“A few short years ago, the term “online video” was wishful thinking. Clips could only be slowly downloaded. They had to be viewed in tiny windows on the computer screen. Sound and graphics were primitive. Video was hardly a killer app. But then, in a rush came—sometime between 2005 and 2006—YouTube in the US, Dailymotion in Europe and Tudou in China.”

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Women Prefer Apple, Young People Prefer Microsoft?

Does rather beg the question “what about young women then?” That said: we read that:
“Apple ranks as the top technology brand among women in the US, who were asked which tech brand or company they admired most, according to a study from Solutions Research Group (SRG). Apple was followed by Sony, Microsoft, Dell and Hewlett-Packard (HP).”
“The Laptop Hunters commercial campaign that Microsoft is pushing seems to be working. Young people in the 18-34 demographic see a laptop running Microsoft Windows as a better value for the money than an Apple laptop running OSX. Apple had dominated consumer mindshare in the winter, but has since fallen behind Microsoft.”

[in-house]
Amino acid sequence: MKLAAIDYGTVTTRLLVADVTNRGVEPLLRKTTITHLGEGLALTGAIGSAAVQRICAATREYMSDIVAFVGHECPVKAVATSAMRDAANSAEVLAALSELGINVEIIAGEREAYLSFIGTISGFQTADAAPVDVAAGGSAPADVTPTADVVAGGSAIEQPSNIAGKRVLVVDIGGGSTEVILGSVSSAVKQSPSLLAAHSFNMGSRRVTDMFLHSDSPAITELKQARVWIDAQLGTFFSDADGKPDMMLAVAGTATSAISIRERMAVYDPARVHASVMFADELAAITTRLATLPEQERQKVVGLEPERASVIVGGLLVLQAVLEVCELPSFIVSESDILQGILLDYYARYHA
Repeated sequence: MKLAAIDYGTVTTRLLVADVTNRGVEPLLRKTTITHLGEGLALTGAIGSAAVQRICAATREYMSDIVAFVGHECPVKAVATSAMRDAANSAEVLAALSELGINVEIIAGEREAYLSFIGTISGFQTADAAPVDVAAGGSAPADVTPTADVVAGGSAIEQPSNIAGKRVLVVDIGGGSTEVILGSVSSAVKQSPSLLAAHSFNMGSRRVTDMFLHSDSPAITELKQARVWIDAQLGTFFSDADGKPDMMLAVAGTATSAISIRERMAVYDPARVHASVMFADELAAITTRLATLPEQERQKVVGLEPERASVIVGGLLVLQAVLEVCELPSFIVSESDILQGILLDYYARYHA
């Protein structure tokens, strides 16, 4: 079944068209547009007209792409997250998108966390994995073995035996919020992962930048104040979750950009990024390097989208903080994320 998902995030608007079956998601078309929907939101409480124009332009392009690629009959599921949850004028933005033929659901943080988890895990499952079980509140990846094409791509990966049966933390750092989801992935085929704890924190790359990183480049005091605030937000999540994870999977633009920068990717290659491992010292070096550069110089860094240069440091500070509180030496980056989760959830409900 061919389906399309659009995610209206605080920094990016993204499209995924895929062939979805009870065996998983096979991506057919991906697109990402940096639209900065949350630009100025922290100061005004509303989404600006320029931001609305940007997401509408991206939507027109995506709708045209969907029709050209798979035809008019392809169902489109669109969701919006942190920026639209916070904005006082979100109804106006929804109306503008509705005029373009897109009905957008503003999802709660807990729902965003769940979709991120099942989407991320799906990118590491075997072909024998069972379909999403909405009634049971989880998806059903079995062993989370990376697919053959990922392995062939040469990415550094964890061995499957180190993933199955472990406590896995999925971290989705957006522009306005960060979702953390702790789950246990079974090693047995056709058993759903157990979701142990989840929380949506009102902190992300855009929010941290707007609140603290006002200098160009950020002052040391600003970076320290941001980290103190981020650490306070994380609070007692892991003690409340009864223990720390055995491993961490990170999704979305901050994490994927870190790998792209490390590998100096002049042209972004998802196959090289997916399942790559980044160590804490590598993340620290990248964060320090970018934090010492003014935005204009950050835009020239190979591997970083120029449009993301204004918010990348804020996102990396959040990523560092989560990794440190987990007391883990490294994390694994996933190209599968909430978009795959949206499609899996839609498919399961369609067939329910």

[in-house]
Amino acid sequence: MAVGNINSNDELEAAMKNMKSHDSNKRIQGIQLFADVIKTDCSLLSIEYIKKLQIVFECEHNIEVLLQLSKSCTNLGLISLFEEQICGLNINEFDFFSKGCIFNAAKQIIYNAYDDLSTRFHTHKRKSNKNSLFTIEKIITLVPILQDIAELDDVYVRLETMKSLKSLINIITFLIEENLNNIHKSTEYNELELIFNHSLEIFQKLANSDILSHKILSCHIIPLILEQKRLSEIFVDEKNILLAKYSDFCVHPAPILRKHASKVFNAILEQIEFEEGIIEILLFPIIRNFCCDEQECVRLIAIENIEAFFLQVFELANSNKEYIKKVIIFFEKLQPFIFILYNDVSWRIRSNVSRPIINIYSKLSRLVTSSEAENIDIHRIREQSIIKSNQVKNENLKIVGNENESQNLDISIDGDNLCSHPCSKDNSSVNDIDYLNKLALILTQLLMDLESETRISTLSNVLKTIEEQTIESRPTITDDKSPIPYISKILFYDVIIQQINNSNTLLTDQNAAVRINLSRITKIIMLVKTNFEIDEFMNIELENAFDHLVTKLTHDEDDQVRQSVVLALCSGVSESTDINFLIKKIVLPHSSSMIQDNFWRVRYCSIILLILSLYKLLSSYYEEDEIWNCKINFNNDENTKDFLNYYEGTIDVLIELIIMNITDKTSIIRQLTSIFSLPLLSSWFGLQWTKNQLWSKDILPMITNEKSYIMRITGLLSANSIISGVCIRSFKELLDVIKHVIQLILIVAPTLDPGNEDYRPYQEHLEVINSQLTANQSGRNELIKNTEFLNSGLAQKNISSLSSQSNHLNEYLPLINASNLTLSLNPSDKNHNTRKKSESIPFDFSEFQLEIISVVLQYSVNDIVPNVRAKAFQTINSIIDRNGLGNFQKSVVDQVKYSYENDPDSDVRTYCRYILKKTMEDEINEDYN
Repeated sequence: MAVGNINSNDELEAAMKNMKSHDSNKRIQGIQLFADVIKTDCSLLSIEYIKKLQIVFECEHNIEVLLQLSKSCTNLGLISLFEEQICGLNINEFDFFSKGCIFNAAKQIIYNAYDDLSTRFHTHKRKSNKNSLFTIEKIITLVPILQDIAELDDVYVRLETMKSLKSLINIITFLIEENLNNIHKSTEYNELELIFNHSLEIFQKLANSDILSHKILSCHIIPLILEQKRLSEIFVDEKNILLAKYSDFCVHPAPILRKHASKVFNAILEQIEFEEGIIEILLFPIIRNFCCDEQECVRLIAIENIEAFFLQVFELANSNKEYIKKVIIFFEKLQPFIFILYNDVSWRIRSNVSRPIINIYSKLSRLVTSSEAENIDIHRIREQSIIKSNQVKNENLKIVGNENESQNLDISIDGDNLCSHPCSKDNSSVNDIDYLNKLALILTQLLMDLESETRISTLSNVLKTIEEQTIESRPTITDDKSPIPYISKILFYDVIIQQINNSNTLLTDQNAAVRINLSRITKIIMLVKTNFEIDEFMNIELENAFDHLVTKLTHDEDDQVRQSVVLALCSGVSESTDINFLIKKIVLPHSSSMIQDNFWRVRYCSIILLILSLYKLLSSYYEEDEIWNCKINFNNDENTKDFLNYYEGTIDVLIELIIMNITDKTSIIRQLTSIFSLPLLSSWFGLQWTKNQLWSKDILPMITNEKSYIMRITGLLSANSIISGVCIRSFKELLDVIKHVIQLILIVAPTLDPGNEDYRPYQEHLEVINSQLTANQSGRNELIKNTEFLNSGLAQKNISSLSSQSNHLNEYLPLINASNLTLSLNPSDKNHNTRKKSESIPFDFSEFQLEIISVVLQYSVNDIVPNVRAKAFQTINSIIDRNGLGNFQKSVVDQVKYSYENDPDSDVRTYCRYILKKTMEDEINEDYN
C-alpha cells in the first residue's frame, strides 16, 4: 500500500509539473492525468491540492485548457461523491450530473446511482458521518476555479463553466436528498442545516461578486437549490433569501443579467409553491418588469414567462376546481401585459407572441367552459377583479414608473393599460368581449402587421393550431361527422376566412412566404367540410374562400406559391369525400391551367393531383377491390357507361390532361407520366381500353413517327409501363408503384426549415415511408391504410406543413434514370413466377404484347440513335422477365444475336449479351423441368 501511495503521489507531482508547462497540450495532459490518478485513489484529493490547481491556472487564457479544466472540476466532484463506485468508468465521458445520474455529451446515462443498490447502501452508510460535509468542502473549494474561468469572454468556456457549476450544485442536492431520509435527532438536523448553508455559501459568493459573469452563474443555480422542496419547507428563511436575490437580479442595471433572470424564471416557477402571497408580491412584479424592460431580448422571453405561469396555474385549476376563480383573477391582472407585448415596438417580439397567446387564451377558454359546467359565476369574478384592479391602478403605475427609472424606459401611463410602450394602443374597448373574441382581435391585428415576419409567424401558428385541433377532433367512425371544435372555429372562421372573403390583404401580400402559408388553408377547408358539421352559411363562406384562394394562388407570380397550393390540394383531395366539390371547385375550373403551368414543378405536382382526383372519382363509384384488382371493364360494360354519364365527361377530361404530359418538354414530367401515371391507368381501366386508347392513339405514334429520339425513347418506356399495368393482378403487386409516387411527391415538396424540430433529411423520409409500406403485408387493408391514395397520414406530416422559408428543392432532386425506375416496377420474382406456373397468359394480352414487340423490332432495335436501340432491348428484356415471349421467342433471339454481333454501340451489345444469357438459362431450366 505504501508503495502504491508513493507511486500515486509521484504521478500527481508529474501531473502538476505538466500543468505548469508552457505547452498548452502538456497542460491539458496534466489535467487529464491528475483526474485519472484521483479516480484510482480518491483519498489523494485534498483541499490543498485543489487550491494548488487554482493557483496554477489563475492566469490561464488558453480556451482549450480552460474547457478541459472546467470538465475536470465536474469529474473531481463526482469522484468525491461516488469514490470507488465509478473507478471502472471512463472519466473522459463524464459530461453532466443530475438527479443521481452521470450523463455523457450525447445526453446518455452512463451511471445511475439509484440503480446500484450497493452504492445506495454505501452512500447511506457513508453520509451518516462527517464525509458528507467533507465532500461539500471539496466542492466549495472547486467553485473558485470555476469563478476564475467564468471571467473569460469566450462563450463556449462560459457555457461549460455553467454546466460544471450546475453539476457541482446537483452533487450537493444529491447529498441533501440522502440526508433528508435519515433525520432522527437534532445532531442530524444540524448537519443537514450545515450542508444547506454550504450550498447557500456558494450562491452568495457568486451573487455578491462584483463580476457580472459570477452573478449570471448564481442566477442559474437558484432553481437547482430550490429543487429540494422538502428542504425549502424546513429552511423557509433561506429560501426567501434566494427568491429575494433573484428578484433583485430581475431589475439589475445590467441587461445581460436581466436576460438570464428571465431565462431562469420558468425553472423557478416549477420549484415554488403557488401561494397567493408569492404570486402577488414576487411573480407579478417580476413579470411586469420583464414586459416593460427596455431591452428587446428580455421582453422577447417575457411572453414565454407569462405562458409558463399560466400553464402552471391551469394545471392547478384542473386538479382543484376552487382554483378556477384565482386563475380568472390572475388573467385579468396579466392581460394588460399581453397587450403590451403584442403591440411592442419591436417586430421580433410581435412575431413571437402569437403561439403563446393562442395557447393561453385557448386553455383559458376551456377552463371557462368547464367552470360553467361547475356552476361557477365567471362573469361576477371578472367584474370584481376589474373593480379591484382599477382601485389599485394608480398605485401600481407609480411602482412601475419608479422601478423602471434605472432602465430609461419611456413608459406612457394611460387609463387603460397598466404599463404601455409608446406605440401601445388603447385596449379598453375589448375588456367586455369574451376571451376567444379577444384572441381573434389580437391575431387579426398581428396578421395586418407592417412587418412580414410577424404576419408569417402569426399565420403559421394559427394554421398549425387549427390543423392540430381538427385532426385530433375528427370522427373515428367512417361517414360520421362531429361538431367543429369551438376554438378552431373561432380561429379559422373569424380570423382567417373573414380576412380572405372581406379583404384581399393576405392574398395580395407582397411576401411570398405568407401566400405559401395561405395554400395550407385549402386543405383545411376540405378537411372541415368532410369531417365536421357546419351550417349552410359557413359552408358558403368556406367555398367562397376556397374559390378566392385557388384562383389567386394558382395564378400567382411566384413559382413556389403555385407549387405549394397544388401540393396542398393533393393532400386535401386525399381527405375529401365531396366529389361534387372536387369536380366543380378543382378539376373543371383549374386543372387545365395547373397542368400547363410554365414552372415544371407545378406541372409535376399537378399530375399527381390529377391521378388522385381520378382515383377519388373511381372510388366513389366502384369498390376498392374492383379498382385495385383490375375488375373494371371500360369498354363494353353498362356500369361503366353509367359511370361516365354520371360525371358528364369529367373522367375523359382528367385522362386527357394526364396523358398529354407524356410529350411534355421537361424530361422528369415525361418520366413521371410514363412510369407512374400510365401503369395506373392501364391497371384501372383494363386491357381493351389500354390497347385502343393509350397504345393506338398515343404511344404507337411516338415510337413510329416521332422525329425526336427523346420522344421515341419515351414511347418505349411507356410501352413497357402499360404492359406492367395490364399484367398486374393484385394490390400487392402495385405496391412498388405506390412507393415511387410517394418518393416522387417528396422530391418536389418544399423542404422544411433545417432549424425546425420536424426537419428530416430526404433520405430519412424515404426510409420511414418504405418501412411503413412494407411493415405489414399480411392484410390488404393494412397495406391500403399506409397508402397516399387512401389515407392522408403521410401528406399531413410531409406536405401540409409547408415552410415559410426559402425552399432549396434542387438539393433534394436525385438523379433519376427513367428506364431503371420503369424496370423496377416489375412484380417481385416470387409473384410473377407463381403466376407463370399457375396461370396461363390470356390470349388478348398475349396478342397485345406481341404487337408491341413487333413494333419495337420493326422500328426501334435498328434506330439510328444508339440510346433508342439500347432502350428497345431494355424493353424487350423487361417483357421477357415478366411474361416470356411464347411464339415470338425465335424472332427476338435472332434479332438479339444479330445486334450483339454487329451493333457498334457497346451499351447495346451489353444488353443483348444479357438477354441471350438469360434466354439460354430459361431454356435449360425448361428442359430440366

microsoft v apple
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PS I am still fascinated by the The Apple Tablet. “More evidence of the Apple Tablet surfaced today. We first wrote about the device at the end of last year when OEMs in China started hearing about the device. Details are still thin, although probably not because of a lack of leaks. Rather, Apple may still be locking down important specs like screen size.”
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Crispin, Twitdoc, Chinese Ugly Betty, 3D

Crispin Intern Auction Gets $17,65
From Alex Bogusky (bogusky) on Twitter: “Intern Auction ended. Winning bid was $17,655. Congrats to the winner and the interns. Stand by for more info on the winning client.”

crispin interns

Twitter isn’t only for sharing links and news – with TwitDoc users can now share documents, from PDFs to Microsoft Office docs. Simply enter your account and choose the document or photo you want to send, attach text and blast the document into Twitterverse.